# Methods for solving equations with exponents?

In the following equation, capital letters represent arbitrary real numbers that are constant with respect to $x$:

$$A\left(x+B\right)\left(1 + \frac{C}{x+D}\right)^E + Fx + G = 0$$

I'm trying to solve for $x$; however, my algebra is failing me—especially when it comes to the exponential part.

Is it even possible to solve this equation? If so, how should one approach problems of this sort?

• What interval is $x$ in? We could potentially replace the exponenetial part with a good polynomial approximation. Commented Jun 14, 2014 at 1:00
• @SandeepSilwal: All I can guarantee is that $0\le x<B$; depending on the instance parameters, $B$ could be of the order of anything from around $10^5$ to $10^8$. Commented Jun 14, 2014 at 1:07
• It would be extremely nice if $E$ were known to be integral. Then this reduces to a polynomial equation.
– MPW
Commented Jun 14, 2014 at 1:25

If $E$ is an integer, as MPW told, the equation will reduce to a polynomial which could be quite unpleasnt to solve if $E$ is large.

For the most general case, I think that the most efficient will be numerical methods for solving nonlinear equations $f(x)=0$, Newton being the simplest to use for a good efficiency (it only requires a "reasonable" starting estimate $x_0$ for each solution to be searched.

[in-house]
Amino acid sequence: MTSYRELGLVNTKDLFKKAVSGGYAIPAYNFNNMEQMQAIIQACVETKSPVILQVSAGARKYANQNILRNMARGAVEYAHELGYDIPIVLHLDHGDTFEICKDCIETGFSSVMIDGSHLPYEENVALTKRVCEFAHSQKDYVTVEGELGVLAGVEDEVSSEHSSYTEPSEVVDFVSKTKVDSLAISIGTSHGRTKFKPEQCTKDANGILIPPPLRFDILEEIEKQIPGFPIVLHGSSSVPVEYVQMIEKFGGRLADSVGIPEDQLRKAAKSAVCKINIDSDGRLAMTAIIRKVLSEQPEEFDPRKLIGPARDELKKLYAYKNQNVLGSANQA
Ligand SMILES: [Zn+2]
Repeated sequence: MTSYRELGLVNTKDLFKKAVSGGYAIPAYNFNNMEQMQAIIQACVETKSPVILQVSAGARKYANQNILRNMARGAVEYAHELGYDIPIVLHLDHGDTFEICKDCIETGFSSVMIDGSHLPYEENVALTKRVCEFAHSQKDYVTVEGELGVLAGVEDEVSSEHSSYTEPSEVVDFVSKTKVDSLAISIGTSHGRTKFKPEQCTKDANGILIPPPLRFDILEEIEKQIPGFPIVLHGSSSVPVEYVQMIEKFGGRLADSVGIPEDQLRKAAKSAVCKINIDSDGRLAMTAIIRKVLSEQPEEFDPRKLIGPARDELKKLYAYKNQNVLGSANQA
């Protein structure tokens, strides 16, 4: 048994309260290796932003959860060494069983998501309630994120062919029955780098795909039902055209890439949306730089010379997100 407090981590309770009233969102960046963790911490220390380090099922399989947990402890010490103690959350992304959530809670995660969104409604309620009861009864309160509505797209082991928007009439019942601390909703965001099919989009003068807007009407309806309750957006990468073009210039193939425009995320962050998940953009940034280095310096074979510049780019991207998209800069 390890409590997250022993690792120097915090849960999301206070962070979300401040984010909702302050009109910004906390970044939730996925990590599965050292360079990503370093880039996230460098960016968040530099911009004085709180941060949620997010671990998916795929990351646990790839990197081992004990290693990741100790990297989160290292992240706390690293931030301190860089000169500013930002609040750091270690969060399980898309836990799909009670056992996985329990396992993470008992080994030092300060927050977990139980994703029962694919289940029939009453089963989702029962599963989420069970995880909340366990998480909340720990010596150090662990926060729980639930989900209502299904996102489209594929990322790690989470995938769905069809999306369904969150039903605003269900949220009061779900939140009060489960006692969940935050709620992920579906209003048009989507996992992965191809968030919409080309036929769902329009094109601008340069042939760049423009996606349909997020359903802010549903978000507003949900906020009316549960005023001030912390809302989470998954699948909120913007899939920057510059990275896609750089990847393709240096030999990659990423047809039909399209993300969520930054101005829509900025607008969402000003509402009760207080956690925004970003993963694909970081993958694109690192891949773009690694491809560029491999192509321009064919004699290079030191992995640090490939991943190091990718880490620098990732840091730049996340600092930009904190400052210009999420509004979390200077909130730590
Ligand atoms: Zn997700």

For illustration purposes (and since I am lazy), I used $A=1$,$B=2$,$C=3$,$D=4$,$E=5$,$F =6$,$G=7$ and I plotted the function. There are solutions close to $-5$ and $-2$.

So, let us search the first one using $x_0=-5$. Newton method updates the guess according to $$x_{n+1}=x_n-\frac{f(x_n)}{f'(x_n)}$$ So, for this case, the successive iterates will be $-5.10519$,$-5.17494$,$-5.19850$,$-5.20058$,$-5.20060$ which is the solution for six significant digits.

If we do the same using $x_0=-2$, the successive iterates will be $-1.95176$, $-1.94819$,$-1.94817$ which is the solution for six significant digits.

• Thanks. Unfortunately, as mentioned in the question, all of the constants are arbitrary reals: so there is no guarantee that $E$ is integral (indeed, it almost certainly isn't). I was aware of numerical methods, including Newton-Raphson, but was very much hoping for an algebraic solution. Am I to take from your answer that it is impossible to express $x$ algebraically? Commented Jun 14, 2014 at 6:35
• Yes indeed ! If $E$ was rational, it would also lead to a polynomial (which could be a pure nightmare). Commented Jun 14, 2014 at 6:40
• If they diverge, it means that your starting point is not good enough. Plot your function first. Commented Jun 14, 2014 at 14:18